In an audacious move, the public health system in the UK is to offer monetary rewards to doctors for keeping patients away from hospitals. That is an attempt to reduce the state's healthcare burden.
That way doctors could stand to earn thousands of pounds extra under the initiative, reports say.
In a variety of schemes, which differ from region to region, General Practitioners (GPs) are said to have been offered unprecedented cash incentives for deciding not to refer a patient for specialist treatment. Surgeries are given a target of how many patients they should refer to hospital each year and will receive a windfall payment if they meet the quota.
The Mail on Sunday has established that in Oxfordshire each surgery will be given a target of how many patients it should refer to hospital every year. If it meets those quotas, it will be eligible for a bonus payment of up to £10,000.
GPs in the region will be paid a similar amount to set aside additional time to review decisions on whether patients should be given hospital appointments.
It was reported last night that under another local scheme, doctors in Torbay in Devon could make £59 for every patient not referred. Practices in London, Essex and Wiltshire were said to be in line for £4.50 for every patient on their list if they meet targets which include a curb on the number of referrals.
The initiative will cause deep unease, even among doctors who could profit from it. Commenting on the Oxfordshire scheme, Dr Laurence Buckman, chairman of the British Medical Association's GP Committee, told The Mail on Sunday it was 'morally dubious, ethically disturbing and quite wrong'.
The schemes are seen as an attempt by NHS managers to direct patients away from the overloaded hospital system towards cheaper health workers, such as physiotherapists.
But Stephen Cannon, a consultant surgeon at the Royal National Orthopaedic Hospital, said last night that potentially fatal tumours had already gone undiagnosed because of the scheme.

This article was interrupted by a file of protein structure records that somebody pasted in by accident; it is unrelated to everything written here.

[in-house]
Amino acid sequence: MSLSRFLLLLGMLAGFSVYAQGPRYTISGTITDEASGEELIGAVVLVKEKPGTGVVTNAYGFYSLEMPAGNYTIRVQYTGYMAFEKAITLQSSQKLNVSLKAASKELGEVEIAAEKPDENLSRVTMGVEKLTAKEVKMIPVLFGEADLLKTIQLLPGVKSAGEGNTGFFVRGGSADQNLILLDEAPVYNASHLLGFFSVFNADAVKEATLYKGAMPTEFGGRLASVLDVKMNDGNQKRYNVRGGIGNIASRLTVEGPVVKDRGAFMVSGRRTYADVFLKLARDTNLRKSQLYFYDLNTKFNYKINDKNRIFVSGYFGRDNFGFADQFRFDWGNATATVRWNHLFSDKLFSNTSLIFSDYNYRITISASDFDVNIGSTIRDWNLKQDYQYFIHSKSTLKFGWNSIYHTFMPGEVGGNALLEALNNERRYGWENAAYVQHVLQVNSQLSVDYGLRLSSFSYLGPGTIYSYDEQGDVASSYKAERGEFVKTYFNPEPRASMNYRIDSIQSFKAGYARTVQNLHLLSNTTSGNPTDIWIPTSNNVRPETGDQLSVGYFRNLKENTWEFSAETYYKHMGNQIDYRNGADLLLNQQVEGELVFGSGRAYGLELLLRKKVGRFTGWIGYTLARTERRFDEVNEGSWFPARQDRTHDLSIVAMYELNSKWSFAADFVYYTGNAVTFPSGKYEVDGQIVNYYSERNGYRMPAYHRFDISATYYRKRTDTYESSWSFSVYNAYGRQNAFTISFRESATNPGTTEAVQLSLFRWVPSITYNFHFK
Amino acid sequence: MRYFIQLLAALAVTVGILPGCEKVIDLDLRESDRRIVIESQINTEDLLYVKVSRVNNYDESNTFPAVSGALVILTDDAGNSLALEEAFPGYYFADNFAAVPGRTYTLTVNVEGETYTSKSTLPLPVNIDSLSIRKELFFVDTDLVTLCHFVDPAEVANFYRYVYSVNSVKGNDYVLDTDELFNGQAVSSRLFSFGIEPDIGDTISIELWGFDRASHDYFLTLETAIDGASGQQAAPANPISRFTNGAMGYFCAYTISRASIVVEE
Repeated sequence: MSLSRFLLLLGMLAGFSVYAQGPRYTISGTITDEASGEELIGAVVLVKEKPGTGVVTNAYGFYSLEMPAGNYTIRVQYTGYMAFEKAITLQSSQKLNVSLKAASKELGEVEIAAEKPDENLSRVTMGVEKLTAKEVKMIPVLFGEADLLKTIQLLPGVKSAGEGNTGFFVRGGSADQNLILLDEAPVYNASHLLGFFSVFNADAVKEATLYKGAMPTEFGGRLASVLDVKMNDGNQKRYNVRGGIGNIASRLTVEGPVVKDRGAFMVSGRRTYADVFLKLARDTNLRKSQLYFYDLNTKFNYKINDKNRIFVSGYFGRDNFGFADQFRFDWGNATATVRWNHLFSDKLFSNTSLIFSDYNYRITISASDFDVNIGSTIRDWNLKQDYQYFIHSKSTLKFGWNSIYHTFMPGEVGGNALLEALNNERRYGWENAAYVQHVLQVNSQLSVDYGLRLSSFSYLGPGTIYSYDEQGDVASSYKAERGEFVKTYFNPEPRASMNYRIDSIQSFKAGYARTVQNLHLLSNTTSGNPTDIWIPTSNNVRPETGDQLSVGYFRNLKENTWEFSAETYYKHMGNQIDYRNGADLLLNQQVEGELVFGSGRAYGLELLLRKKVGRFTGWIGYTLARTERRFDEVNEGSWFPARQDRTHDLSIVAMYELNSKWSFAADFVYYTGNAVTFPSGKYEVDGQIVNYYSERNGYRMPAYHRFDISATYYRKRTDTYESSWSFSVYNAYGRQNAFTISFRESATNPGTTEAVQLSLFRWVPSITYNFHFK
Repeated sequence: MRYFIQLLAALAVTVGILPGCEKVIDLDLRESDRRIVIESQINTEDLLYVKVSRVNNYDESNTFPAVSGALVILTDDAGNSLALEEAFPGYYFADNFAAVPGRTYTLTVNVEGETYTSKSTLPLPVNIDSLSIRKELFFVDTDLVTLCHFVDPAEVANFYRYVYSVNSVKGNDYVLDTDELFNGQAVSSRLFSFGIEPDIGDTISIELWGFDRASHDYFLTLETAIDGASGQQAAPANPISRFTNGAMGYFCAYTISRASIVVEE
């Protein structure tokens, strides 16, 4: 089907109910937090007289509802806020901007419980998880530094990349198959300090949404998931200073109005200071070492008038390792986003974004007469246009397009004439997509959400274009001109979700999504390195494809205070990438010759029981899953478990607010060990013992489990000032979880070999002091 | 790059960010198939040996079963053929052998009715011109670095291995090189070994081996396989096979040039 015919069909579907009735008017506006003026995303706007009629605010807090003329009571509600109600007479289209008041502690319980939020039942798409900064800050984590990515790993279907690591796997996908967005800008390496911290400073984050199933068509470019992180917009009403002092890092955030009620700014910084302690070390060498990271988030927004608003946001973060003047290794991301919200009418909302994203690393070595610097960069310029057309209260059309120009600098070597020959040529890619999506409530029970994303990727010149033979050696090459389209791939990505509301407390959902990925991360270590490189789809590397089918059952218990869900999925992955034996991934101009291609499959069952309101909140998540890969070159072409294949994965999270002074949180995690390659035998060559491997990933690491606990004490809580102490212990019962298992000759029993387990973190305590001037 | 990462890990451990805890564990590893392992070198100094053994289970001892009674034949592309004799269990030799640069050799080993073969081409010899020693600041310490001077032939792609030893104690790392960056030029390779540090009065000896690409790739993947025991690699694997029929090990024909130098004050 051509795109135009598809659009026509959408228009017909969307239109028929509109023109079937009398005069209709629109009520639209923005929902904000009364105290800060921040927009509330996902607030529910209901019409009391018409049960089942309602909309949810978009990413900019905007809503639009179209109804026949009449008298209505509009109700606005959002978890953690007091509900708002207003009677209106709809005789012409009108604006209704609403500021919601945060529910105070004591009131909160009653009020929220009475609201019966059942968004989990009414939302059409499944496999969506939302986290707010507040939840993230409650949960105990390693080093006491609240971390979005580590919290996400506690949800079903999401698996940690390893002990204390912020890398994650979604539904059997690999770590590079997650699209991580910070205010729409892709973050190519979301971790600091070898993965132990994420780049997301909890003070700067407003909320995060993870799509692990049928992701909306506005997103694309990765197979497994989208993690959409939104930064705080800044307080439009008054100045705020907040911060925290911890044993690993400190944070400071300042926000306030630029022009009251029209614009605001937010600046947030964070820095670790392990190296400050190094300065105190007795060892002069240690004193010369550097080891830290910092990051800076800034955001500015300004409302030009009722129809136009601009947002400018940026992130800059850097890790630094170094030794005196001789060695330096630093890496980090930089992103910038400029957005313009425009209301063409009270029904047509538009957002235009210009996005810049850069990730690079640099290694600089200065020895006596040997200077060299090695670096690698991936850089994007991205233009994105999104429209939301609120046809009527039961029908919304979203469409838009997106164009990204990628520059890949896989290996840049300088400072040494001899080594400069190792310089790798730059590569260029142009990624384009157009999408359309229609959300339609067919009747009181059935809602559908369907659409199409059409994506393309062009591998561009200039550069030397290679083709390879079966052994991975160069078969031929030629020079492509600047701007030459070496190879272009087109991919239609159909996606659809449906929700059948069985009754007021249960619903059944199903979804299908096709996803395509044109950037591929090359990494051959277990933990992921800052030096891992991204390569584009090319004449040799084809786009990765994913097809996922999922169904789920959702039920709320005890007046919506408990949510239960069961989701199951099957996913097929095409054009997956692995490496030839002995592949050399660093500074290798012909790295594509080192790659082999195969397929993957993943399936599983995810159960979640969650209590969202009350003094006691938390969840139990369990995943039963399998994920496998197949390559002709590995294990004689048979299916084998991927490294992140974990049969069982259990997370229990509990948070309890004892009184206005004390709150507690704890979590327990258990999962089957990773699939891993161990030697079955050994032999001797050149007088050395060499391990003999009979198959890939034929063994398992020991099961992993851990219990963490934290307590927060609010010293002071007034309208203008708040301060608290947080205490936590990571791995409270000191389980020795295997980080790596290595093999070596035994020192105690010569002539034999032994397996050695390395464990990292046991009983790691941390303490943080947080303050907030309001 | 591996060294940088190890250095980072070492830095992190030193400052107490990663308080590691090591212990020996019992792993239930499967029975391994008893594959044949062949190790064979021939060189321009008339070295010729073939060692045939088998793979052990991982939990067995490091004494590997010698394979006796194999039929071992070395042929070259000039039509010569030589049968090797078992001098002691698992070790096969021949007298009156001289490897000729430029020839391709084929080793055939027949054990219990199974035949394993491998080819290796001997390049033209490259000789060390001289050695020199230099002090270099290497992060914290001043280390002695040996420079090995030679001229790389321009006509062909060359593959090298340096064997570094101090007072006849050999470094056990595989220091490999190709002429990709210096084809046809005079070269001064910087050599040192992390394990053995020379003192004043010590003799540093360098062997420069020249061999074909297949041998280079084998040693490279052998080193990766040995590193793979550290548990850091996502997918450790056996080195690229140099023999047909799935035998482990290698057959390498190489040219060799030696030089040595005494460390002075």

He said: 'I recently encountered two cases in which patients referred to physiotherapists later turned out to have a malignant tumour. In one, a young man was referred to a physiotherapist because of sudden knee pain. Had he come to a specialist the symptoms should have been recognised and he should have been urgently referred to an oncologist. In this case, after the delays, the outcome was amputation. It was devastating for the patient and his family.'
The Oxfordshire scheme was introduced on October 1 in a bid to save money because health chiefs feared they faced a £23million overspend. Eighty out of 82 practices in Oxfordshire have signed up and £1.2million has been allocated to be shared among them.
All 62 practices in Wiltshire have reportedly joined their local scheme, and 24 practices in Essex are said to have followed suit.
Hampshire health chiefs are said to have promised surgeries payments of up to £4,000 if they keep hospital referrals on target.
Dr Buckman said: 'The idea that we should pay doctors to behave in a particular way is worrying. There is a huge difference between paying GPs to increase vaccination levels - which is public health policy and therefore perfectly reasonable - and rewarding them for not referring a patient.
'Many patients are referred for further investigation rather than treatment and it would be incredibly dangerous if these patients failed to get hospital appointments simply because GPs decided they weren't sure if a referral was strictly necessary.
'The reason for a rise in referrals is very complicated and this isn't the way to deal with it. We should be trying to understand the reason for the referrals.'
Oxfordshire Primary Care Trust insisted it is not paying GPs not to refer but to review their practices, and that every patient who needs to be referred to hospital will get an appointment. Alan Webb, director of commissioning, said the Trust hoped the savings made would go back into patient care.